• whether the hiring party had the right to assign additional projects to the hired party
  • the extent of the hired party’s discretion over when and how long to work
  • method of payment
  • the hired party’s role in hiring and paying assistants
  • whether the work is part of the regular business of the hiring party
  • whether the hiring party is in business
  • provision of employee benefits
  • tax treatment of the hired party.

Anti-discrimination laws applicable to independent contractors

Federal anti-discrimination laws, such as the Age Discrimination in Employment Act (ADEA), the Americans with Disabilities Act (ADA) and Title VII of the Civil Rights Act (Title VII), only apply to employees. By contrast, the Rehabilitation Act, which has some provisions that are quite similar to the ADA, has been held by courts to extend beyond the employer-employee relationship to cover independent contractors. Typically, courts apply a hybrid test to determine the worker’s status under the ADEA, the ADA and Title VII.

Hybrid test

The hybrid test is a combination of the economic realities test and the basic right-to-control test. Under this test, courts focus on the right to control, but also take economic realities into consideration as needed and look at the following factors to determine the worker’s status under the ADEA, the ADA and Title VII:

  • the kind of occupation, with reference to whether the work usually is done under the direction of a supervisor or is done by a specialist without a supervisor
  • the skill required in the particular occupation
  • whether the employer or the individual in question furnishes the equipment used and the place of work
  • the length of time during which the individual has worked
  • the method of payment, whether by time or by the job
  • the manner in which the work relationship is terminated (for instance, by one or both parties, with or without notice and explanation)
  • whether annual leave is afforded
  • whether the work is an integral part of the business of the employer
  • whether the worker accumulates retirement benefits
  • the intention of the parties.

Section 1981 claims of racial discrimination

Employers should be aware that although independent contractors are not covered under the anti-discrimination laws set forth previously, they are protected under Section 1981 of the Civil Rights Act of 1866, as amended by the Civil Rights Act of 1991. As originally enacted, Section 1981 provided that, “all persons within the jurisdiction of the United States shall have the same right in every state and territory to make and enforce contracts, to sue, be parties, give evidence and to the full and equal benefits of all laws and proceedings for the security of persons and property as is enjoyed by white citizens…”  In 1991, Congress amended the Act by adding language that made clear that this statute encompasses all aspects of how contracts are administered.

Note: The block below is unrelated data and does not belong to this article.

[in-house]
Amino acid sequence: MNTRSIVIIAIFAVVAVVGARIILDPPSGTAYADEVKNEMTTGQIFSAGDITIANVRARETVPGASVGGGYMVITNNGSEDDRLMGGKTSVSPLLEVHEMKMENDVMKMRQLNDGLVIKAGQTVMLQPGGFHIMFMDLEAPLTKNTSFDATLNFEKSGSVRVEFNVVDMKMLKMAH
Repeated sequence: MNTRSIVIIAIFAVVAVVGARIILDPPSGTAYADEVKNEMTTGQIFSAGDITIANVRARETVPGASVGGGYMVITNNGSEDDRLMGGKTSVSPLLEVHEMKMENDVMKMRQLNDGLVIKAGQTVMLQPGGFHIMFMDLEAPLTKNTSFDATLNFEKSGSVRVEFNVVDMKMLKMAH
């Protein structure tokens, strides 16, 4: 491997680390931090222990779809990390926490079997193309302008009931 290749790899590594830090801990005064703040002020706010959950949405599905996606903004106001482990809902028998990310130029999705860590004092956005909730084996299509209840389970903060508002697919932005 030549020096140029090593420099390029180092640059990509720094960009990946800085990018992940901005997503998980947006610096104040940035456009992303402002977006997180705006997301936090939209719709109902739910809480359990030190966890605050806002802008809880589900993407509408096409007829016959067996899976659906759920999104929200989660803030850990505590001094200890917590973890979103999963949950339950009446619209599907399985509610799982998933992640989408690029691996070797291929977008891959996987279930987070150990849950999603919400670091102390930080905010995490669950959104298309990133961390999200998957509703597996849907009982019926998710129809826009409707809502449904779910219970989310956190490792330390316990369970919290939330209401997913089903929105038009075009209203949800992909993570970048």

As a result of findings by the courts in lawsuits involving race discrimination claims by independent contractors, employers should be aware that they will not necessarily prevail on race discrimination or harassment cases just because they can successfully argue that the worker at issue was an independent contractor.

Union activity

The National Labor Relations Act (NLRA) protects workers against unfair labor practices and allows them to organize or support labor organizations without fear of recrimination by the employer. The NLRA specifically excludes from its definition “any individual having the status of independent contractor.” The NLRA will first apply a common-law agency principle to determine whether the individual should be excluded as an independent contractor within the meaning of the NLRA. Although there is no shorthand formula associated with the test, the National Labor Relations Board (NLRB) has described the following factors as significant:

  • the extent of control that, by the agreement, the master may exercise over the detail of the work
  • whether the worker is engaged in a distinct occupation or business
  • the kind of occupation and whether it is typically done under the direction of the employer
  • skill required in the particular occupation
  • whether the employer supplies the facilities, tools, materials or supplies for the worker
  • length of time for which the worker is hired
  • method of payment
  • whether the work is a part of the employer’s regular business
  • whether the parties believe they are creating a master-servant relationship
  • the worker’s opportunity to generate a profit or loss (in other words, entrepreneurial risk)
  • whether the principal remains in business.

The NLRB also notes that the prior factors should not be applied uniformly. Instead, the Board gave the following explanation as to how they should be applied:

The total factual context of any relationship must be reviewed in light of relevant common law principles. No one factor is decisive. The same set of factors that are relevant in one case may be unpersuasive when balanced against a different set of opposing factors in another case. In other words, it is very difficult to rely on the weight given to a certain factor in one case.  

Of course, this kind of test gives very little guidance to an employer that is trying to understand and comply with the law because the analysis will always be after the fact and in the context of an adversary proceeding. Finally, it is the existence of the right to control that is significant, irrespective of whether that right to control is actually exercised.